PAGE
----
“When you think about purpose, it’s got to be a really authentic and part of the brand. There’s a lot of talk about purpose, brands with purpose, brand with meaning, brands that matter and it’s dangerous territory if your interpretation of that is I get an NGO and put a badge on the side. Greenwashing is the worse we can do.” – Keith Weed, Chief Marketing and Communications Officer, Unilever
It’s true that you can’t please all the people all the time but if your purpose is authentic to the brand and demonstrably reflected in the way it behaves then most people “will forgive you the odd stumble”, as one CMO put it. Brands should approach their purpose with humility because others will have strong opinions.
A real purpose also gives a brand a point of view and guides it as it navigates the world we live in. It helps CMOs decide where they want to take a stand, which battles they will want to pick, where they want to work together with peers in different companies with the same values and where they feel the brand has no equity in the argument.
“The most important thing that a company needs to have to compete today is a very clear and deliberate sense of purpose. Your purpose or your vision will set the parameters for which fights you want to lead on, which fights you want to fly as a flock and which fights you’re going to avoid.” – Antonio Lucio, Chief Marketing and Communications Officer, HP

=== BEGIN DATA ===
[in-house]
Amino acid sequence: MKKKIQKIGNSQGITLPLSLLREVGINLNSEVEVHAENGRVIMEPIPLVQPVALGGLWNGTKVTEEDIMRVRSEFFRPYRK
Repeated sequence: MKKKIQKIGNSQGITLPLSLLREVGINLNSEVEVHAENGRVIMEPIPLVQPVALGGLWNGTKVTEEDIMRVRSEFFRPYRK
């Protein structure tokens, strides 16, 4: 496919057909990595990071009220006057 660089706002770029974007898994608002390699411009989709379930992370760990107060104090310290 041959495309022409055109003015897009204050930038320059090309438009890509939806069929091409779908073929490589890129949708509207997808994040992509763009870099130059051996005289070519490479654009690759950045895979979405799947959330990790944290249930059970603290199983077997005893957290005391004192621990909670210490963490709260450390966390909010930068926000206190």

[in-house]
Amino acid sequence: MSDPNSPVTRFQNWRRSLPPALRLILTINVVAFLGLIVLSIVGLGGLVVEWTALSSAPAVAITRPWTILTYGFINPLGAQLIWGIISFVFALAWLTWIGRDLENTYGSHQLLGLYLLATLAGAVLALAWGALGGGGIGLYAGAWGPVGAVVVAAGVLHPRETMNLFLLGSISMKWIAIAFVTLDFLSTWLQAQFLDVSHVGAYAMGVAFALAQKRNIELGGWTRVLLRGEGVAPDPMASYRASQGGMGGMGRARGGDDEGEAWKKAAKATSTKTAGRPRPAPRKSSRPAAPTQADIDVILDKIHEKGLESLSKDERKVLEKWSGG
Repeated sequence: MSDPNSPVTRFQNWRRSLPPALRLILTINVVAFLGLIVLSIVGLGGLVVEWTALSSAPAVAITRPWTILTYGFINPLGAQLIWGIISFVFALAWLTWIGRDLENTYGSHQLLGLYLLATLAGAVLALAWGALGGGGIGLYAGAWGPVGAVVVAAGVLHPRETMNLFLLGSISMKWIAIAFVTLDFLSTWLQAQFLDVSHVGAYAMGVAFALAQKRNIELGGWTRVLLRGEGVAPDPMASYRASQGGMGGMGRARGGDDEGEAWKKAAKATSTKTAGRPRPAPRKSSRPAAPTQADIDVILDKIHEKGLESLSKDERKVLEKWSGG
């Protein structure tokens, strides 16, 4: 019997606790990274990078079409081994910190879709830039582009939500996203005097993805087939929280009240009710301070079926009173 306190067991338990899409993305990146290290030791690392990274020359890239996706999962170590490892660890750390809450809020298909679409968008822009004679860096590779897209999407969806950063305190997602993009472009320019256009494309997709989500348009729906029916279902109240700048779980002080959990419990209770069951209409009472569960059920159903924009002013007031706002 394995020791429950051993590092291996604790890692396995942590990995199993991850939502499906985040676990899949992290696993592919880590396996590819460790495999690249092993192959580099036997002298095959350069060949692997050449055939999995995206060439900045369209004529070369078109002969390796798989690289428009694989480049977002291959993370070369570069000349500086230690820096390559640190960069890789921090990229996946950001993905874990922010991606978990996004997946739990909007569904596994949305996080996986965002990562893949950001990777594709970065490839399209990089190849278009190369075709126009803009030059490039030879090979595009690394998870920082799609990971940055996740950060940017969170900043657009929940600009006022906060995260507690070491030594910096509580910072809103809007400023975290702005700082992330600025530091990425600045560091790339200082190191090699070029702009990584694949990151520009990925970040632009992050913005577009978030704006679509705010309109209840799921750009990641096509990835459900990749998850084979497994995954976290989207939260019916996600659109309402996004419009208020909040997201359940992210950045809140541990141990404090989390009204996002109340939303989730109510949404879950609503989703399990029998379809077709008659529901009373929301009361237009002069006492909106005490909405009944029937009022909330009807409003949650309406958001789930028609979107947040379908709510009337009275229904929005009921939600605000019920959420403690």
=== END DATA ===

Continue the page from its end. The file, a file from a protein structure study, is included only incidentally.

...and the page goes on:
Increasingly consumers, particularly millennials, are demanding that brands do stand for something and that means purpose will increasingly be backed into the core of most businesses.
“When you meet a person, you quickly come to a view of whether they are authentic or not by whether their actions match the words. I think no one responds well to a person that talks big and acts small and I think it’s the same for brand. If we commit to a purpose, we need to make sure that our actions really follow through.” – Jane Wakely, CMO, Mars Pet Nutrition
Are we witnessing the death of advertising?
Consumers receive more commercial messages than ever before. The constant demands for attention from brands have created an environment where many are switching off, literally via adblockers or opting for paid-for ad-free environments such as Netflix. One marketer mentioned that millennials “hate marketing in its classic sense”.